DOHA, Qatar – With U.N. inspectors having found no evidence of banned weapons, U.S. allies are urging Washington to give the experts time to find proof that Saddam Hussein is hiding banned weapons before deciding to go to war.
Much of the pressure is coming from Britain, where Prime Minister Tony Blair faces growing opposition within his own Labor Party to rushing into armed conflict without hard evidence against the Iraqis.
Blair told his Cabinet on Thursday that the Jan. 27 report that U.N. inspectors will submit to the U.N. Security Council is not a deadline and the teams should be given "space and time" to complete their mission.
"That statement would make it virtually impossible, I believe, for this country to go to war if America so decided come hell or high water," British Parliament member Glenda Jackson said.
The Jan. 27 report had been seen as critical in determining whether President Bush will order U.S. troops to attack Iraq to rid the country of alleged weapons of mass destruction, which the United States insists Saddam is hiding in defiance of U.N. resolutions.
The United States already has ordered thousands of troops, attack aircraft and ships to the Persian Gulf. On Friday, U.S. officials announced that nearly 35,000 American troops, including two large Marine units, are getting orders to ship out for the Gulf in the largest single deployment order since the Pentagon began its buildup last month.
However, prospects of imminent conflict appeared to recede when chief U.N. inspector Hans Blix and Mohamed ElBaradei, the head of the U.N. nuclear control agency, told the Security Council on Thursday that they had found "no smoking gun" in nearly two months of inspections.
Blix and ElBaradei said their teams need more time and more intelligence from U.N. members to help in a search that already has taken inspectors to more than 300 sites.
Following Blix's comments, the foreign policy chief of the European Union, Javier Solana, said it would be "very difficult to declare war" against Iraq without proof that Saddam still holds banned weapons.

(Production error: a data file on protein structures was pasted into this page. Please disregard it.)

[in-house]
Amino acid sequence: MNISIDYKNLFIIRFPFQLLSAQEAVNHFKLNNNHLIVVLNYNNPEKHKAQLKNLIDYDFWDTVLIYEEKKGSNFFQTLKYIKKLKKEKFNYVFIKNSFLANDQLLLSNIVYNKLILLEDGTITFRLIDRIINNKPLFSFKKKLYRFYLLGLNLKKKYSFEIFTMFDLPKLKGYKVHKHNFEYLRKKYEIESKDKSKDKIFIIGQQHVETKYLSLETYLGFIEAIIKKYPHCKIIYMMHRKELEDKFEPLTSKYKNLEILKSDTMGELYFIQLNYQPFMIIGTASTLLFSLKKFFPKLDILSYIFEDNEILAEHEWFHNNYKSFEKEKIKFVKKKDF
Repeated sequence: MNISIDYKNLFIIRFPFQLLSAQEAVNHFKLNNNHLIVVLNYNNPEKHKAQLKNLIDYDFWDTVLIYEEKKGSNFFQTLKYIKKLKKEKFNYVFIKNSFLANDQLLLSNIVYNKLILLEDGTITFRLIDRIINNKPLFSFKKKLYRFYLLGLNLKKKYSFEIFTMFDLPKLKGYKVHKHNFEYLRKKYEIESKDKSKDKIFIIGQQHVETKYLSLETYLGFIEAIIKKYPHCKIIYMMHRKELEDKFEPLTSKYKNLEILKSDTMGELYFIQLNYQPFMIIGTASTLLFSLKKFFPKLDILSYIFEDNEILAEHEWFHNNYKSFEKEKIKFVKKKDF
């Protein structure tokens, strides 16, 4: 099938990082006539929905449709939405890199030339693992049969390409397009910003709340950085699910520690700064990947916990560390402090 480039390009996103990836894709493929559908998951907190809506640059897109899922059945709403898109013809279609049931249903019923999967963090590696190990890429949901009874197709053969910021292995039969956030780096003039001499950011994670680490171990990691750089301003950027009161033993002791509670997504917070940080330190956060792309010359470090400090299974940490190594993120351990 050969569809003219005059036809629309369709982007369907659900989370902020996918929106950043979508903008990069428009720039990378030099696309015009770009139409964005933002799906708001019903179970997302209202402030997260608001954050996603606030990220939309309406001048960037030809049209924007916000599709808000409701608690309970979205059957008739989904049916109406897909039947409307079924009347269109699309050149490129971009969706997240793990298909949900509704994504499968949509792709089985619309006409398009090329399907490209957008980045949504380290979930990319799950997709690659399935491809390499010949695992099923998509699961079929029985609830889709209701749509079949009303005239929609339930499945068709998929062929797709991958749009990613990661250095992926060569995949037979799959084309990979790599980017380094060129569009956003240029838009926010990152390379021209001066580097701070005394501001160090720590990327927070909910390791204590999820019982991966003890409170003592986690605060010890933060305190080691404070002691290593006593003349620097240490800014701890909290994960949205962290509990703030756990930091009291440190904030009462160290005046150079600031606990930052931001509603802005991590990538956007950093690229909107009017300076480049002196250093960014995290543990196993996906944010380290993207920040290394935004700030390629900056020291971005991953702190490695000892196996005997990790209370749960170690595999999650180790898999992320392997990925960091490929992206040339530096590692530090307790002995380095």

Those sentiments were echoed by governments in Germany and France, where opinion surveys show overwhelming opposition to an attack against Iraq.
"We remain determined to be opposed to the war," French Prime Minister Jean-Pierre Raffarin told reporters Friday. "In a crazy world, we need a France that is wise."
The United States has reserved the right to act unilaterally to disarm Iraq, which denies it holds proscribed weapons. However, the decision by Bush last year to take America's allegations against Iraq to the United Nations committed Washington to work within the U.N. system.
In the view of many world leaders, that means allowing the inspection process to run its course, even if that takes months.
U.S. commanders, however, have long maintained they would prefer to fight a war in winter rather than in the broiling heat of the Iraqi summer, when temperatures can rise to nearly 120 degrees Fahrenheit and sandstorms sweep much of the country.
Australia's prime minister, John Howard, said his country would send elite troops, planes and ships to help disarm the Iraqis, but only after U.N. inspectors finish their work.
"The weapons inspectors should be given a proper opportunity to work and a proper opportunity to succeed," Howard said. "For this to happen, you not only need the support and confidence of the international community but you also need the full, willing cooperation of Iraq."
Greek Prime Minister Costas Simitis, whose country holds the European Union presidency, said the Europeans plan to send a new diplomatic mission to the Middle East soon to try to defuse the Iraq crisis.
Simitis said the Europeans believe "we simply have to stick with the (U.N.) process," meaning that no decision on a war should be taken until the inspectors finish their work or discover evidence of Iraqi violations.